The 18 most abused phrases of 2009
Ian Lurie Dec 14 2009
Shoutout to LyndiT for pushing me to write this via Twitter.
The year’s not even over but we’ve already beaten the crap out of so many phrases I figured I’d better get started. So, in no particular order, here they are:
- Engagement. Marketing isn’t combat, or marriage. Stop trying to tell me I need to propose to every single potential customer who comes to my site.
- Twitterverse. Just. Don’t. Say. It.
- Tweeple. You KNOW you’ve got a winning media platform when you can generate two hated terms in the same year.
- New media. Are you FREAKING KIDDING ME? This term is back again? Bury it. Forever.
- Social media. So prevalent that I have to use it in training and sales presentations, even though mouthing the phrase sends jolts of nausea through me.
- Tiger Woods. Ah, crap. I just said it.
- Change. No political agenda here – totally behind Obama. But for all the other millions of wannabe politicians, writers, gurus, experts, authors and whatever: I swear I will tune up your car with a claw hammer if you use the term again.
- Guru. Actually, it’s OK if someone else calls you a guru. But when you call yourself a guru, you fail on a scale not seen since “read my lips: no new taxes”. You’re crowning yourself a genius. It’s artificial, and it stinks.
- Acai Berry. Will no more help you lose weight than a Kit Kat. You have to get off your ass and start eating healthy food. Maybe walk around a little.
- Crowdsourcing. Also known as stupidsourcing. You get to replicate your mistakes a thousandfold via tons of people who have no zero accountability. Actually, I kinda like the concept. But it terrifies me, too. Sort of like nanotechnology: Cool but likely to wipe us all out in Crichton-esque fashion.
- Twilight. Yes, the series of books and movies is now a phrase to me. It represents the destruction of every cool vampire mythology ever created. Bram Stoker is going to rise from his grave and start devouring the entire cast.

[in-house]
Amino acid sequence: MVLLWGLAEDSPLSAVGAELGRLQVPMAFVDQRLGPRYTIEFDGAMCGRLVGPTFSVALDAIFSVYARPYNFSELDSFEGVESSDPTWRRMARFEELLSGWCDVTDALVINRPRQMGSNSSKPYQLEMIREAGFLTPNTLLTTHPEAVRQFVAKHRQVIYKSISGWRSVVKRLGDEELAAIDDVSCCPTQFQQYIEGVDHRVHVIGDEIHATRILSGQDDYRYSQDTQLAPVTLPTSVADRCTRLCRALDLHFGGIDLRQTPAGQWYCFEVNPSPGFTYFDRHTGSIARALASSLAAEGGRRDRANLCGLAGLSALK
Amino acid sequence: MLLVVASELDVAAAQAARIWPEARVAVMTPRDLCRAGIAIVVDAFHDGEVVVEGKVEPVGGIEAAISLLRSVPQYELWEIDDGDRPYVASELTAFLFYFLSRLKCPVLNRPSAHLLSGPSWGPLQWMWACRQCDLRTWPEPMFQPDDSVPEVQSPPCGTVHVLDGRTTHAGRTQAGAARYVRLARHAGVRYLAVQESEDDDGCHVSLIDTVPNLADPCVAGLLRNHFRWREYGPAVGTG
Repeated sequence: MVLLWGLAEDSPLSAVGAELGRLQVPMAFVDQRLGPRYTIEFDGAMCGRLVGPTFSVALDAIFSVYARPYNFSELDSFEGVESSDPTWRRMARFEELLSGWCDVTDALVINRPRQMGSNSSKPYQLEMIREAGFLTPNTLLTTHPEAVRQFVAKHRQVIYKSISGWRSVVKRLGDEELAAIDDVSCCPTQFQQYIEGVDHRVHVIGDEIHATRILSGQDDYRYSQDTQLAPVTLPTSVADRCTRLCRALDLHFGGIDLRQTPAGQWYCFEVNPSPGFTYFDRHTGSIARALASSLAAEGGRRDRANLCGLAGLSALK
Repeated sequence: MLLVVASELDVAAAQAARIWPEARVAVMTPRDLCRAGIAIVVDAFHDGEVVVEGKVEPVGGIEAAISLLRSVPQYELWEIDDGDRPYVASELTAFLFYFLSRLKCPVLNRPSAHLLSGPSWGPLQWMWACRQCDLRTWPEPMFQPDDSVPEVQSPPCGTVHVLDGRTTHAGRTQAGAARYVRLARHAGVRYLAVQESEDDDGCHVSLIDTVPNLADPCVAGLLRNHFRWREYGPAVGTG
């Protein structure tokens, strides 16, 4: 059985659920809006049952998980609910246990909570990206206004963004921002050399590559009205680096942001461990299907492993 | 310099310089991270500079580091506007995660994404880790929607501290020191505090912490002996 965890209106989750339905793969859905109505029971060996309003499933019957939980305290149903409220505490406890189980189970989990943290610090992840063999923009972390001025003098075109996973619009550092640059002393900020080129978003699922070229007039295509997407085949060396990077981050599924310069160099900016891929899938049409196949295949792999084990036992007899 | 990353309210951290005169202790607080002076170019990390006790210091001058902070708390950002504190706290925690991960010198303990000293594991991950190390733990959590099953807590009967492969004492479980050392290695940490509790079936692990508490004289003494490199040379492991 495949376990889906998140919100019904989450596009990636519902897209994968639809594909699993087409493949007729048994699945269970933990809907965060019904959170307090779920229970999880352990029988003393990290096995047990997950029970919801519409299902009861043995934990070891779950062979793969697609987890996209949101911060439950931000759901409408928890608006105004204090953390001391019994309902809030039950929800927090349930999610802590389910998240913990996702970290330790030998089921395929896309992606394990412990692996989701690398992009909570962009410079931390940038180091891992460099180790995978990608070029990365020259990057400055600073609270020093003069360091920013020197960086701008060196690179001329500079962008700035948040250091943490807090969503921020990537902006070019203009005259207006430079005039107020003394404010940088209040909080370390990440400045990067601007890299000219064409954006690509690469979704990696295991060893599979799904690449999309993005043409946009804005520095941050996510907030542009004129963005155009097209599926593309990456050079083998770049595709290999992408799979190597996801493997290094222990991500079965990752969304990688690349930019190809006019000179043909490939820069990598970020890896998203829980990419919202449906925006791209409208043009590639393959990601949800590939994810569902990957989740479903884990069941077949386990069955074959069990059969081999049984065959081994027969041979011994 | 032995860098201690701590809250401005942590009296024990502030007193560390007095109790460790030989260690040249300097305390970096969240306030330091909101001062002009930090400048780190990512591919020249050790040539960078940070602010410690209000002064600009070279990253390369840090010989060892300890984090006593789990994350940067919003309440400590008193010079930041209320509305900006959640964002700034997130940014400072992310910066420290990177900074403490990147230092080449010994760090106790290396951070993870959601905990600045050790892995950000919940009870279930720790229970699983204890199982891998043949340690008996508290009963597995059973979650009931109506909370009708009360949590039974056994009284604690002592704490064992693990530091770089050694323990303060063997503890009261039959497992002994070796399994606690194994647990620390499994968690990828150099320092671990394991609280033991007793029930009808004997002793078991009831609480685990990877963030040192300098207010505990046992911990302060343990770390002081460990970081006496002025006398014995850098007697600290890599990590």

- Green. Green factories. Green toilet paper. Green TV sets. This color is now splashed across every thing we consume. That’s supposed to help us ignore the fact that all this ‘green’ stuff is being built by contaminated underpaid workers 1000s of miles away. See – we’re greener. Didn’t say anything about anyone else.
- ROI. Oh God. Spare me. Even I’ve beaten this one to death. Why do we have to tell people what we’re doing will help you make money? How is that even a question?
- Web 3.0. I will slice out your tongue with an infectious plastic spork.
- SEO expert. I think this is more a translation problem. In some other language, it seems to mean “I built a web site in Dreamweaver, and know how to use SubmitEase.” Like guru, above, it only seems to go horribly wrong when people apply it to themselves.
- Content marketing. Another translation problem. Seems to mean “Write drivel. Publish to my site. Repeat.”
- Conversation. Dammit, I stole this from the ClueTrain Manifesto first. The rest of you slackers quit copying my theft.
- Free. “Free” is not the new “money”! Don’t believe me? Go to McDonalds and try to buy a burger with a blog post. It doesn’t work.
K, let me have it – what’d I miss?
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CEO & Founder
Ian Lurie is CEO and founder of Portent and the EVP of Marketing Services at Clearlink. He's been a digital marketer since the days of AOL and Compuserve (25 years, if you're counting). He's recorded training for Lynda.com, writes regularly for the Portent Blog and has been published on AllThingsD, Smashing Magazine, and TechCrunch.Ian speaks at conferences around the world, including SearchLove, MozCon, Seattle Interactive Conference and ad:Tech. He has published has published several books about business and marketing: One Trick Ponies Get Shot, available on Kindle, The Web Marketing All-In-One Desk Reference for Dummies, and Conversation Marketing.Follow him on Twitter at portentint, and on LinkedIn at LinkedIn.com/in/ianlurie. Read More